My guest Patrick Hahn and I focus on psychosis and so-called schizophrenia:   Is it a disease?   Is it genetic?  Is it biological?  Or are severe psychiatric disorders a normal human response to early trauma, neglect and deprivation.  Do the drugs work?   Are there better alternatives for helping people who received the more severe psychiatric diagnoses?   Patrick has an enormous fund of information and is a fountain of wisdom.   A very good discussion of these and related difficult topics that are often obfuscated by by false claims from the psychiatric establishment.
 

This open  mic Wednesday, which is always the last show of the month, turned into an extraordinary interview with my first caller.  I began the hour talking about the importance of self-determination, autonomy, independence, personal sovereignty and the dreadful “R—Word,” responsibility.   I described how all of us are tempted to let others take over at times while we lapse into some degree of helplessness .  I outlined the potentially deadly results when psychiatry takes over for people who feel or act helpless.   Then Julie called in and told the story of how she was taken over by psychiatry, put on drugs for decades, and finally developed kidney disease from lithium but was lied to about it.  But Julie is a powerful being and she managed to throw off the disabling impact of psychiatry suppress and to begin rebuilding her life.  Her story of retaking control of herself fit seamlessly into my introduction about taking charge of one’s own life. The conversation between Julie and me provides a marvelous opportunity to see with dramatic clarity the harm that psychiatry does in robbing people of their sense of personal sovereignty and free will—and how individuals can nonetheless find their own power, throw off the yoke, and begin to build lives for themselves.  A very strong hour!

A kind, gentle and thoughtful conversation with Beatrice Birch, an art therapist who founded Inner Fire, a non-drug, small residential “proactive healing community” in Vermont.  Her program’s mere existence makes me hopeful!   Beatrice has a caring, spiritual approach based on love which is, I am sure, the heart of healing.   She leaves behind the psychiatric framework, identifying participants as “guides” and “seekers.”  True healing comes through loving, healing relationships which by their very nature are health-giving to all involved, including those who offer and those who seek help.  She works with a psychiatrist to help her "seekers" withdraw from psychiatric drugs, relying on a variety of alternative approaches.   Her comparisons between drug therapy and true healing are worth listening to on this Dr. Peter Breggin Hour.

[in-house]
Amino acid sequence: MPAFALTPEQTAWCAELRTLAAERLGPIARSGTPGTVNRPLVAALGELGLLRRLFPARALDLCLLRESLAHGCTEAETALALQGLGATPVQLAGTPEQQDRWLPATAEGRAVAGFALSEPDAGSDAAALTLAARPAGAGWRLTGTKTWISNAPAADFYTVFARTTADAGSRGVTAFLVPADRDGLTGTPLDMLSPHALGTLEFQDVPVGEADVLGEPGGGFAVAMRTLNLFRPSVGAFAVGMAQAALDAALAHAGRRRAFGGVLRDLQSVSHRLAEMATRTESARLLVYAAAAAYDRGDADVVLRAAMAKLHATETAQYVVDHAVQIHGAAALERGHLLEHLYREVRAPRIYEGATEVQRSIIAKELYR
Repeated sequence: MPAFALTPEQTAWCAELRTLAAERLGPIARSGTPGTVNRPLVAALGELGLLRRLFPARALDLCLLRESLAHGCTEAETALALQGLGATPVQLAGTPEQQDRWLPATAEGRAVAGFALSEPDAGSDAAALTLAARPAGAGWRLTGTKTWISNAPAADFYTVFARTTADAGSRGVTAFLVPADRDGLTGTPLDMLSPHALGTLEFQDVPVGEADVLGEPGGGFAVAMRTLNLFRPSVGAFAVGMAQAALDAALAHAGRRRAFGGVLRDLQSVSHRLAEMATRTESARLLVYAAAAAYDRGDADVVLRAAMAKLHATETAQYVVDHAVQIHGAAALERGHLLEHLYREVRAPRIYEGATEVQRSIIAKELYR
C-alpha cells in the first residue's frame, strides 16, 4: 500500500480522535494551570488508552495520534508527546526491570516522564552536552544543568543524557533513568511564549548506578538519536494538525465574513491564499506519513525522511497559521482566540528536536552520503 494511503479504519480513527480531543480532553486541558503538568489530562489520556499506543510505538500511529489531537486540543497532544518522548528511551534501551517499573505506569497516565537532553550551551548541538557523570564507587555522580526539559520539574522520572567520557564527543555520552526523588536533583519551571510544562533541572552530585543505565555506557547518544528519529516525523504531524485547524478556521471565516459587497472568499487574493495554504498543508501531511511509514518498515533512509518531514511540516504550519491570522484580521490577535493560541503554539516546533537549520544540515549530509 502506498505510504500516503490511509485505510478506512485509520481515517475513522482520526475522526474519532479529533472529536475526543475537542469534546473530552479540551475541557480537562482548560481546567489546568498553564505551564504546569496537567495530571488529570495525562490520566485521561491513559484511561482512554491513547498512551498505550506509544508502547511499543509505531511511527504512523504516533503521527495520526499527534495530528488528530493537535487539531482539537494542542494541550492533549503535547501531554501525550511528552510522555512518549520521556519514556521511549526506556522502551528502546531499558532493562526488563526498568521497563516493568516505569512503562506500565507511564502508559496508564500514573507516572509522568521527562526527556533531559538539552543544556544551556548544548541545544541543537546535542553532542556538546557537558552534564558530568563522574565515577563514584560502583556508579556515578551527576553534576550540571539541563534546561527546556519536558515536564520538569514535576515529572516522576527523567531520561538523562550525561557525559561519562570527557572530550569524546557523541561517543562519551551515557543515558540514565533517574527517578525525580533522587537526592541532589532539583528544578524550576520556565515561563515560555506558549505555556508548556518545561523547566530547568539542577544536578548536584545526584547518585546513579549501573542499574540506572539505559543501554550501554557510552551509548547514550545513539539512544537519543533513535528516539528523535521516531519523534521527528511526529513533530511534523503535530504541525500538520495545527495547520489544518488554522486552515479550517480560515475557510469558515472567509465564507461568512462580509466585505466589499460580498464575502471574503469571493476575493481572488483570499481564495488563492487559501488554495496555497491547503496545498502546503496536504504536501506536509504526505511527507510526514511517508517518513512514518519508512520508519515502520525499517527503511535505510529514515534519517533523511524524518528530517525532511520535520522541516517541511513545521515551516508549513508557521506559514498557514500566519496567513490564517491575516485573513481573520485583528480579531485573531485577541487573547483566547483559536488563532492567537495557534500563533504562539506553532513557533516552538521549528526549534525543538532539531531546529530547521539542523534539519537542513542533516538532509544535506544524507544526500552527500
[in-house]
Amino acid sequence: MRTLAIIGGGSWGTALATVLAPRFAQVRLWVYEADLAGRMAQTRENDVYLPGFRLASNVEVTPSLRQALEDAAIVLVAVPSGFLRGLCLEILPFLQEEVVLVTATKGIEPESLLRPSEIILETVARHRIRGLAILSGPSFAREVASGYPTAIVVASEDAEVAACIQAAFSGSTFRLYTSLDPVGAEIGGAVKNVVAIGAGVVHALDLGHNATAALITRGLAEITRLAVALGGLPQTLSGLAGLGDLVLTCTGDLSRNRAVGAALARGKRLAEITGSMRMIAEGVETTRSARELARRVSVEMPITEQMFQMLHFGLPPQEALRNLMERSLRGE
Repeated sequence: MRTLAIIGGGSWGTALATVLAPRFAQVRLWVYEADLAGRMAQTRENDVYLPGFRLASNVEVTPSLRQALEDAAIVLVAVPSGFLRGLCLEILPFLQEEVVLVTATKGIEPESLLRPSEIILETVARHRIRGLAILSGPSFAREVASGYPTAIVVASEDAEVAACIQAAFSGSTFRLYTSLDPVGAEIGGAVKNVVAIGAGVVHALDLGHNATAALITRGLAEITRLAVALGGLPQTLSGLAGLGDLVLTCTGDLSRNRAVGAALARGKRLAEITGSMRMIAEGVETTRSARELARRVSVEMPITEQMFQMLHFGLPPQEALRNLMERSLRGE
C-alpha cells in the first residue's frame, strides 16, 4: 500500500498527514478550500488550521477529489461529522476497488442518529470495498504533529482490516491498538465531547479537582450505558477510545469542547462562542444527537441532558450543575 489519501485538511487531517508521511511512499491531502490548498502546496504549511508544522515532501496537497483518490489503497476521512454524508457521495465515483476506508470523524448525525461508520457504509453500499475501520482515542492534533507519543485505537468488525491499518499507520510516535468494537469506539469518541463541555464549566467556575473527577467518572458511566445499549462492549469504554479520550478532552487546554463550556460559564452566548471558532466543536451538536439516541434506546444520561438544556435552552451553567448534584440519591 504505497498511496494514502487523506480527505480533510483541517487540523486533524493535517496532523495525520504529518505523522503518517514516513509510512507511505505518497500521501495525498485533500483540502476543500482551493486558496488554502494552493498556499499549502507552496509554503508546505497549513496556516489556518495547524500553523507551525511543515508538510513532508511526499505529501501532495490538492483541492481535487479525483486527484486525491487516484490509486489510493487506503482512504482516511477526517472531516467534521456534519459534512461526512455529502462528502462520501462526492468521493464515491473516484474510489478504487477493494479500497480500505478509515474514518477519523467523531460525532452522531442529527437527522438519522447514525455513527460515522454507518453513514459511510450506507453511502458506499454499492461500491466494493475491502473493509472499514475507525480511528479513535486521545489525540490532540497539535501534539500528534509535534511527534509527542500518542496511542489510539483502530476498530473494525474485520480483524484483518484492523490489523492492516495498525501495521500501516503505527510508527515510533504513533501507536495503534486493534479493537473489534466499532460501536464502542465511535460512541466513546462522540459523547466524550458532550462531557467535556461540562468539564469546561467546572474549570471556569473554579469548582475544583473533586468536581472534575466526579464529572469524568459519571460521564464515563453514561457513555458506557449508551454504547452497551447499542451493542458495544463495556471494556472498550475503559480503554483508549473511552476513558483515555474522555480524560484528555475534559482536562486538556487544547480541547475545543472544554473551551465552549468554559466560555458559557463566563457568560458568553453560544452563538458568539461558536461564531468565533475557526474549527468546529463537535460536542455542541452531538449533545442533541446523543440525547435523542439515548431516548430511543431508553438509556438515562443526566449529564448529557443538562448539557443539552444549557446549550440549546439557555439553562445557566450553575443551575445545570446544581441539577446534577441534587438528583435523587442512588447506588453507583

This the 4th appearance of journalist and scientist Patrick Hahn on the Dr. Peter Breggin Hour.  He is an extraordinary analyst of the history of psychiatry and its current manifestations.  His new book, Madness and Genetic Determinism has a much broader and more dramatic sweep than the title suggests.  We talk about the era of Moral Therapy, Fried Fromm-Reichmann and Chestnut Lodge, and Loren Mosher’s Soteria House, as well as the utter failure of psychiatric genetics.  This is a show that anyone will enjoy and learn from about the good and the bad in psychiatry.

Scientist Thomas Moore joins me to talk about psychiatric drugs both in a very general way about why they do so little good and so much harm, and in very specific ways about drugs that affect the neurotransmitter GABA including Ambien, Sonata, and Lunesta, as well as Lyrica and Neurontin and all the benzodiazepines.  Find out if there is such a thing as sleep driving and sleep sex caused by Ambien and similar drugs. If you or a loved one are taking these sedative drugs for sleep or anxiety or other purposes, this discussion may provide you information that you can usefully pursue further.   A valuable hour!

On Open Mic Wednesday, always the last Wednesday of the Month, I spend the first 15 minutes talking about suffering in relationship to love.   I spoke off the “top of my head” and the “bottom of my heart.”  Then I talked with six interesting callers about difficult matters in life such as recovery from medication injury, psychiatric drug withdrawal, how to help a grown son who stopped years of psychiatric drugs all at once, and how to help a fifteen year old son who has been hospitalized and heavily medicated.  It may help you think about how to talk with people in difficult psychiatric situations.


The Dr. Peter Breggin Hour